“Something just sparked in my head,” says Harris. “I thought, ‘What can I do to honor these K9s, bring awareness to what these dogs do, and help give back to these units so they can get the supplies they need?’”

That’s when the idea for K9 Salute was born. Harris started researching how to start a dog food company, from existing regulations to actual recipes. To get a feel for what her competition looked like, she went to different pet stores and took pictures of products to examine existing packaging, ingredients, and overall marketing tactics. Once she had a good grasp on the starting pieces of K9 Salute, she stumbled upon a small business competition held by a local group. Teaming up with her mother, an experienced accountant, she compiled and submitted a business plan with only 30 minutes to spare before the competition deadline. After a cutthroat week of online public voting, Harris and K9 Salute pulled through as the competition winner!

FROM BUSINESS PLAN TO BUSINESS REALITY

Winning the Carolina Small Business Development Fund competition equipped Harris with a guaranteed loan and mentorship benefits from another local organization, similar to SCORE. SCORE, an SBA resource partner, is a nonprofit mentorship program that matches retired business executives with aspiring business owners. The organization Harris tapped in to was a partner with the newly established Bunker Labs Raleigh-Durham chapter, providing business mentorship through the launch and startup of K9 Salute.

“Two years later, I can confidently say that the network I built from the program is still so relevant today. I know I’ll always have my mentor in my back pocket,” says Harris. “The resources are there. People are here to help veteran entrepreneurs – so take advantage of it!”

Today, K9 Salute dog treats come in three different baked flavors. The process of developing the recipes is labor-intensive since Harris uses only quality, certified organic ingredients which need to be approved by the U.S. Department of Agriculture. She also sources ingredients from smaller farms where meat is traceable, working with veteran-owned farms wherever possible. Each bag of K9 Salute is carefully crafted and put together, and can be purchased online and in a handful of retail stores across the country. This year, K9 Salute was named a SCORE 2018 American Small Business Champion. Harris continues to work with her SCORE mentor through the local Raleigh chapter.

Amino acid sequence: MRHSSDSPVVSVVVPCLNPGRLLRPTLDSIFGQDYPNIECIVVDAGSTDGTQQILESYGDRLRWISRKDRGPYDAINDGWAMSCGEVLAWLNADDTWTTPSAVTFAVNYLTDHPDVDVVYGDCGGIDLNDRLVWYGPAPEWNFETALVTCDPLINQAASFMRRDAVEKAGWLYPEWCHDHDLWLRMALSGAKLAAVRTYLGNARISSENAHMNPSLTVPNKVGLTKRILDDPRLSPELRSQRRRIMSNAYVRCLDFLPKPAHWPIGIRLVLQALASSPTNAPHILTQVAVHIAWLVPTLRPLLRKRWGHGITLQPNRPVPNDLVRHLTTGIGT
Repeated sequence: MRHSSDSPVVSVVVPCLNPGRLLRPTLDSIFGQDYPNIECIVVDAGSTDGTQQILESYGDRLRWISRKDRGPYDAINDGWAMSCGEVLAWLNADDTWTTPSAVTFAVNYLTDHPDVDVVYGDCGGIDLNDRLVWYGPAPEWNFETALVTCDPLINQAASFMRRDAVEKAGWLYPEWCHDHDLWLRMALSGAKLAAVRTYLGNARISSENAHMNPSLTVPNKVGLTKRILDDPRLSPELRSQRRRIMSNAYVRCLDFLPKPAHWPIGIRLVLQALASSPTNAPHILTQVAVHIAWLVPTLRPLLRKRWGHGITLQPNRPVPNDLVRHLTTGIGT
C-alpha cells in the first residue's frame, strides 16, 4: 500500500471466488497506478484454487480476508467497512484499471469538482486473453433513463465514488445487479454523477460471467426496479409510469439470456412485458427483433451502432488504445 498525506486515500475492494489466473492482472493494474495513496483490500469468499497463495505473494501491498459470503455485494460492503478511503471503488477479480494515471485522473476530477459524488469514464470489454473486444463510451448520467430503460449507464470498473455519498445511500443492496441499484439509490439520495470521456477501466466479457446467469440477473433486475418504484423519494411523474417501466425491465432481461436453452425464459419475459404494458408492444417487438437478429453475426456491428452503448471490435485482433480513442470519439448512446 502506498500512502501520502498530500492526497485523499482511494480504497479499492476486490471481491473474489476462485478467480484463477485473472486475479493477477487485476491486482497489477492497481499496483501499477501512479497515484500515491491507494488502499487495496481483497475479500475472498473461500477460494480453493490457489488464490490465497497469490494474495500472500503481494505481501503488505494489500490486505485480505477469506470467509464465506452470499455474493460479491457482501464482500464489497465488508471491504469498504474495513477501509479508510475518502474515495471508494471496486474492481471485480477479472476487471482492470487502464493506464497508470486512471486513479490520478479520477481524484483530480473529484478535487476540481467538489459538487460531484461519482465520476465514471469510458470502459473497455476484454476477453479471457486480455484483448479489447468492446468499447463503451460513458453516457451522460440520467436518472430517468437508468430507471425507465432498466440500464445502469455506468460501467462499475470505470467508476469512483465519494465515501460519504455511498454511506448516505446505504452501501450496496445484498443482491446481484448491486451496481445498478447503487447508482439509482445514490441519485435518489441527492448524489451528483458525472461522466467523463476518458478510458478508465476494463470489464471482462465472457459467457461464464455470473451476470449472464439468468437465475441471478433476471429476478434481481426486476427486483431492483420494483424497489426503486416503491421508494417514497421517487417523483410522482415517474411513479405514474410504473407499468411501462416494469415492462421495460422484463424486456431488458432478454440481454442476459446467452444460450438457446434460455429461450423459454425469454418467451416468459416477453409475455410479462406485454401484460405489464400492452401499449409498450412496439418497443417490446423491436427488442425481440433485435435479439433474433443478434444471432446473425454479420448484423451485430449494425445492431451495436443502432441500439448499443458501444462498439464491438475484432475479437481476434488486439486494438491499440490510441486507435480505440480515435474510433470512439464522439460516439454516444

Looking to the future, Harris hopes to expand K9 Salute to feature additional flavors and a jerky line. Ultimately, she hopes people begin to recognize the brand and mission behind the company. As a small-but-mighty team of one, Harris attributes her success to the veteran business community, who prepared her to tackle business ownership head on.

“The military teaches you to depend on a team, and how to build a team of great people around you. You have to do that to be successful in business. You won’t be great at everything – so find people that are better than you in areas where you’re weak,” says Harris.

LESSONS LEARNED

Harris provides a few words of wisdom for other veteran and military business owners who seek to start, purchase, or grow a business.

On Business Plans –

“Through entrepreneurial training like Boots to Business, I learned how to write a business plan and have really come to understand that it’s a living object that changes from time to time,” says Harris. “I’ve used my foundational business plan to apply to many business competitions – all of which force me to evaluate my plan very closely. Thus far, I’ve won two!”

On Pursuing Veteran Business Programs –

“The programs offered to veterans are top-notch. They’ve given me the confidence to keep pushing forward to succeed,” says Harris. “Knowing there is support behind your endeavor, and staying involved in the veteran business community are keys to growing a successful business.”

On Leveraging Existing Resources –

“After we secured a business loan, we invested the money into commercial equipment. The original plan was to conquer the whole nine yards – own warehouse space, make all the products in-house, and create jobs,” says Harris. “About one year in, we realized there were already resources that do everything we sought to do. That’s when we decided it was more worth our time, money, and effort to get involved with a co-packer. Why recreate the wheel when you don’t have to?”

Biggest Takeaway –

“If it’s something you really want to do, there’s really no excuse not to do it. There are so many great resources – free or minimal of charge – available to veteran and military community members that didn’t exist 5-6 years ago,” says Harris. “You don’t need a business background to get started – just immerse yourself in these veteran entrepreneur groups and you’ll find an array of resources and people who want to help you succeed.”

If you’re a veteran, service member (including National Guard and Reserve), military spouse or caregiver looking to start, purchase or grow a business, visit sba.gov/veterans for more information.